zbMATH — the first resource for mathematics

Examples
Geometry Search for the term Geometry in any field. Queries are case-independent.
Funct* Wildcard queries are specified by * (e.g. functions, functorial, etc.). Otherwise the search is exact.
"Topological group" Phrases (multi-words) should be set in "straight quotation marks".
au: Bourbaki & ti: Algebra Search for author and title. The and-operator & is default and can be omitted.
Chebyshev | Tschebyscheff The or-operator | allows to search for Chebyshev or Tschebyscheff.
"Quasi* map*" py: 1989 The resulting documents have publication year 1989.
so: Eur* J* Mat* Soc* cc: 14 Search for publications in a particular source with a Mathematics Subject Classification code (cc) in 14.
"Partial diff* eq*" ! elliptic The not-operator ! eliminates all results containing the word elliptic.
dt: b & au: Hilbert The document type is set to books; alternatively: j for journal articles, a for book articles.
py: 2000-2015 cc: (94A | 11T) Number ranges are accepted. Terms can be grouped within (parentheses).
la: chinese Find documents in a given language. ISO 639-1 language codes can also be used.

Operators
a & b logic and
a | b logic or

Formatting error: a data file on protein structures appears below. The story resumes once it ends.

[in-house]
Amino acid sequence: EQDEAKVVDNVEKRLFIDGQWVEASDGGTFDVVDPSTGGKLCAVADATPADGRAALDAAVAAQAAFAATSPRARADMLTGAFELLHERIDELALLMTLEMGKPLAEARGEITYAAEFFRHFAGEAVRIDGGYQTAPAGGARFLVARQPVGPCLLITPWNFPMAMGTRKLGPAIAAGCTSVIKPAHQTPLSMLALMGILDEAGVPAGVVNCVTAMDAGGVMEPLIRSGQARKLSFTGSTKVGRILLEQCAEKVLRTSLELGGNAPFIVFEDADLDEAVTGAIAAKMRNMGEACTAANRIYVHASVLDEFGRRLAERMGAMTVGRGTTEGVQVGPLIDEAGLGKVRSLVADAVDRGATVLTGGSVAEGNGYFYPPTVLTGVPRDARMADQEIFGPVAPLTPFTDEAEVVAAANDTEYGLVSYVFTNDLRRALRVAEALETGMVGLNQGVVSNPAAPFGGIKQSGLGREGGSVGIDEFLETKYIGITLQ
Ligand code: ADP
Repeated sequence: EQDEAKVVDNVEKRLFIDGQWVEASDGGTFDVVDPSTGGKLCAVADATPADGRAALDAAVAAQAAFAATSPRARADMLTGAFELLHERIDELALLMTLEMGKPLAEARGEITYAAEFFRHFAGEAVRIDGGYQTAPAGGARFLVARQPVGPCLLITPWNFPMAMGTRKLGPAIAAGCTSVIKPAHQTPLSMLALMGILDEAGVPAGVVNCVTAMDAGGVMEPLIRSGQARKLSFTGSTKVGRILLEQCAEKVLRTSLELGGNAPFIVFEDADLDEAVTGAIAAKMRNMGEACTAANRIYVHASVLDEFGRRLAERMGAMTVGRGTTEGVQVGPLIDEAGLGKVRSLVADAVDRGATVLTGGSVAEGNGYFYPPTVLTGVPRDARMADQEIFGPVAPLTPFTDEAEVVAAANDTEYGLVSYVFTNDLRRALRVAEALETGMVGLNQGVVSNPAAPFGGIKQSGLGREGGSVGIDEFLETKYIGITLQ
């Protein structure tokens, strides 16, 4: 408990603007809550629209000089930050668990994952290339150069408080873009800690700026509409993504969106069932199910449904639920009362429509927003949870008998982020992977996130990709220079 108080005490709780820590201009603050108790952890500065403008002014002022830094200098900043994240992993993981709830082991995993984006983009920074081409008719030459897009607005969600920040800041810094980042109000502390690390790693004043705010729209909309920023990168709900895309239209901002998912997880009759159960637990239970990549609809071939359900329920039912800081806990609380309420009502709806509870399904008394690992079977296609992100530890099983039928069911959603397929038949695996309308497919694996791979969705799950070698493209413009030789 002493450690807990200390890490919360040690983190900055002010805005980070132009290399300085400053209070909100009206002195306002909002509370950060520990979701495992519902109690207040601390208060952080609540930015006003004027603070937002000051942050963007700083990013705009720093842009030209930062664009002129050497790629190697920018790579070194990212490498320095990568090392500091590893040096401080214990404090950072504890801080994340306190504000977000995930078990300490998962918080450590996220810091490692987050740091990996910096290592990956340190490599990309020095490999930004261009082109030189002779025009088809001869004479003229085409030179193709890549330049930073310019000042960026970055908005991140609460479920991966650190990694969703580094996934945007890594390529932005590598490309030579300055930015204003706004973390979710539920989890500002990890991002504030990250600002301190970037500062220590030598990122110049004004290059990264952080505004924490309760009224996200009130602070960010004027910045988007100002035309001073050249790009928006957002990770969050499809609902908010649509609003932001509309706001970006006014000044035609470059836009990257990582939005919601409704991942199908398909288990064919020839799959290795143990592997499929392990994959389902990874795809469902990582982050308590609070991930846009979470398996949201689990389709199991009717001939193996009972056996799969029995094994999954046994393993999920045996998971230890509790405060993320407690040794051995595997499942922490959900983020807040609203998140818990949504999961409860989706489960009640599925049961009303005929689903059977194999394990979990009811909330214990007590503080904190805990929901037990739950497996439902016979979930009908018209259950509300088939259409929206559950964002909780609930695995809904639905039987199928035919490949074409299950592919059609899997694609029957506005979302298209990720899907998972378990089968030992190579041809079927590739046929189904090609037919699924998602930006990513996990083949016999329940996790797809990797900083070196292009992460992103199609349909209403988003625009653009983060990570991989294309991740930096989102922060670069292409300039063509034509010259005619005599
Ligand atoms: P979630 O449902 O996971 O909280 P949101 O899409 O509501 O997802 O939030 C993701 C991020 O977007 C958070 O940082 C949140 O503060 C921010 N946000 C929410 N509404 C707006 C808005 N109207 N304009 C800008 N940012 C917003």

!ab logic not
abc* right wildcard
"ab c" phrase
(ab c) parentheses
Fields
any anywhere an internal document identifier
au author, editor ai internal author identifier
ti title la language
so source ab review, abstract
py publication year rv reviewer
cc MSC code ut uncontrolled term
dt document type (j: journal article; b: book; a: book article)
Atomic decomposition by basis pursuit. (English) Zbl 0979.94010

Summary: The time-frequency and time-scale communities have recently developed a large number of overcomplete waveform dictionaries—stationary wavelets, wavelet packets, cosine packets, chirplets, and warplets, to name a few. Decomposition into overcomplete systems is not unique, and several methods for decomposition have been proposed, including the method of frames (MOF), matching pursuit (MP), and, for special dictionaries, the best orthogonal basis (BOB).

Basis pursuit (BP) is a principle for decomposing a signal into an “optimal” superposition of dictionary elements, where optimal means having the smallest l 1 norm of coefficients among all such decompositions. The authors give examples exhibiting several advantages over MOF, MP, and BOB, including better sparsity and superresolution. BP has interesting relations to ideas in areas as diverse as ill-posed problems, abstract harmonic analysis, total variation denoising, and multiscale edge denoising.

BP in highly overcomplete dictionaries leads to large-scale optimization problems. With signals of length 8192 and a wavelet packet dictionary, one gets an equivalent linear program of size 8192 by 212,992. Such problems can be attacked successfully only because of recent advances in linear and quadratic programming by interior-point methods. The authors obtain reasonable success with a primal-dual logarithmic barrier method and conjugate-gradient solver.


MSC:
94A12Signal theory (characterization, reconstruction, filtering, etc.)
65K05Mathematical programming (numerical methods)
65D15Algorithms for functional approximation
41A45Approximation by arbitrary linear expressions